Evidence for the Shroud's authenticity There is overwhelming[74] Biblical[75], historical[76], archeological[77], artistic[78] and scientific[79] evidence that the Shroud is authentic[80] and existed (between at least the ~6th[81] and 10th[82] centuries as the Image of Edessa/Mandylion[83]) all the way back to the first century[84]. There is no viable naturalistic explanation of all the major features of the Shroud[85]. Modern science has been unable to explain how the image was imprinted on the cloth[86]. Shroud sceptics have been unable to replicate the Shroud's image[87]. There is no consensus among anti-authenticists of how the Shroud's image was faked[88].

Evidence against the Shroud's authenticity This consists of only three items: a 1389 draft, unsigned memorandum by Bishop Pierre d'Arcis (†1377–95) claiming that the Shroud was painted[89]; a 1988 radiocarbon dating by three laboratories of the same tiny sample of the Shroud to 1260-1390[90]; and claims that the Shroud's image has anatomical errors[91]. However, each of these three items of evidence against the Shroud's authenticity have been discredited[92], leaving no credible evidence that the Shroud is not authentic[93].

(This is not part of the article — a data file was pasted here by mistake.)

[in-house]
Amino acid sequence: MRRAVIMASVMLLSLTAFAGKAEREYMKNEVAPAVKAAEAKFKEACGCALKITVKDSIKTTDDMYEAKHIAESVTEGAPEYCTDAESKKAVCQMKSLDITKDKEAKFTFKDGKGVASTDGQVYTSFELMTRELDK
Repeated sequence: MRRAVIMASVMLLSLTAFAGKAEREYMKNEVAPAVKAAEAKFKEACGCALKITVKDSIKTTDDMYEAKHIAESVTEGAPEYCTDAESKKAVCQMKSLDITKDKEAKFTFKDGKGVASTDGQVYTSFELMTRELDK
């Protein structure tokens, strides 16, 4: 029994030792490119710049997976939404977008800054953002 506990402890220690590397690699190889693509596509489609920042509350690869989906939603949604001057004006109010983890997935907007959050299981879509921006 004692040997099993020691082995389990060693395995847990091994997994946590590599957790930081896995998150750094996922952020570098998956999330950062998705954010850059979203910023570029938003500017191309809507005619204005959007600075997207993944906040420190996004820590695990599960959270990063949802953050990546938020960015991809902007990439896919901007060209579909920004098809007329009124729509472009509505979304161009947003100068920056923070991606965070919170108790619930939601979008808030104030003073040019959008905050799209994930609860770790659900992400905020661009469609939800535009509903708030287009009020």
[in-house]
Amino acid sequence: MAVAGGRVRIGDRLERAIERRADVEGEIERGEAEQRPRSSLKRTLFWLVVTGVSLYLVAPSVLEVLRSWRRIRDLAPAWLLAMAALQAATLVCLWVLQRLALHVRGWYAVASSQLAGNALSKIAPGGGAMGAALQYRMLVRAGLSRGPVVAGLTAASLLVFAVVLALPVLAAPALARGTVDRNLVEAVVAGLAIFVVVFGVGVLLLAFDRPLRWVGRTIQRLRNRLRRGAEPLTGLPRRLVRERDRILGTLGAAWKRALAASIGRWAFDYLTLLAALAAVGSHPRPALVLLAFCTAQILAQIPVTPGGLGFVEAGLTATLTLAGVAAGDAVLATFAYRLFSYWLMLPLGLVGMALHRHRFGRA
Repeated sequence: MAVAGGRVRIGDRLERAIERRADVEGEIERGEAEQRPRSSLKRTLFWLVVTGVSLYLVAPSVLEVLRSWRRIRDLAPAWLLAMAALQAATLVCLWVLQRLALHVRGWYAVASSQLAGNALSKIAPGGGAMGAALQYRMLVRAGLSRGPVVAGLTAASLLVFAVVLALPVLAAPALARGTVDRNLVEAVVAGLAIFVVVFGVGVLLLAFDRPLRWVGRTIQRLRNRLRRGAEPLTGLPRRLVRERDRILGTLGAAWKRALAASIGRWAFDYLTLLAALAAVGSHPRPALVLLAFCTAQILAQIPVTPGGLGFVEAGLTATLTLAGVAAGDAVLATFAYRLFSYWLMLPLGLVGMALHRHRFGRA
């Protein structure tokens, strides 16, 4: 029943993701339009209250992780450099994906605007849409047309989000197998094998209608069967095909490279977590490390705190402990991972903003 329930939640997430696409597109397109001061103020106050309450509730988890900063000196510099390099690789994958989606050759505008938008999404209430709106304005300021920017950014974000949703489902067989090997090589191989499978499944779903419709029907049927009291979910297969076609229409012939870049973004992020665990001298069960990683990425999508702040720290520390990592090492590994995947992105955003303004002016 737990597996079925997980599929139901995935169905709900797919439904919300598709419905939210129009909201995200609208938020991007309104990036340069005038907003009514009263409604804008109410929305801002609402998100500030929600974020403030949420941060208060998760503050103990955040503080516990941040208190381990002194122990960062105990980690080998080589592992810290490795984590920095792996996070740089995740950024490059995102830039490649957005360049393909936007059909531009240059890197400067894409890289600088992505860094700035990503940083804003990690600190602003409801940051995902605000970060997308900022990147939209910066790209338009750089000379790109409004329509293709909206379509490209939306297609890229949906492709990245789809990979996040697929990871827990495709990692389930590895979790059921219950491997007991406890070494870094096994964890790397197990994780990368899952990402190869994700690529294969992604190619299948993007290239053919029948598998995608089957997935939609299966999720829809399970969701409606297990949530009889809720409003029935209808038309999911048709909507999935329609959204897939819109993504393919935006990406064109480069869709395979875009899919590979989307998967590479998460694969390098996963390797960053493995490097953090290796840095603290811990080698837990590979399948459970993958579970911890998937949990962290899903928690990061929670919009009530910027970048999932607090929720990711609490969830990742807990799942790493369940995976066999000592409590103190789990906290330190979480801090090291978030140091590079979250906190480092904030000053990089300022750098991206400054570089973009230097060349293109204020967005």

Conclusion Since there is overwhelming evidence that the Shroud is authentic, and no credible evidence that it is not, then the Shroud of Turin is the very burial sheet of Jesus Christ![94]

1. This post is copyright. No one may copy from it or any of my posts on this my The Shroud of Turin blog without them first asking and receiving my written permission. Except that I grant permission, without having to ask me, for anyone to copy the title and one paragraph only (including one graphic) of any of my posts, provided that they include a reference to the title of, and a hyperlink to, that post from which it came. [return]
2. Wilson, I., 1974, "The Shroud in history," The Tablet, 13th April, p.12. [return]
3. Wilson, I., 1991, "Holy Faces, Secret Places: The Quest for Jesus' True Likeness," Doubleday: London, p.160. [return]
4. Wilson, I., 1979, "The Shroud of Turin: The Burial Cloth of Jesus Christ?," [1978], Image Books: New York NY, Revised edition, p.13. [return]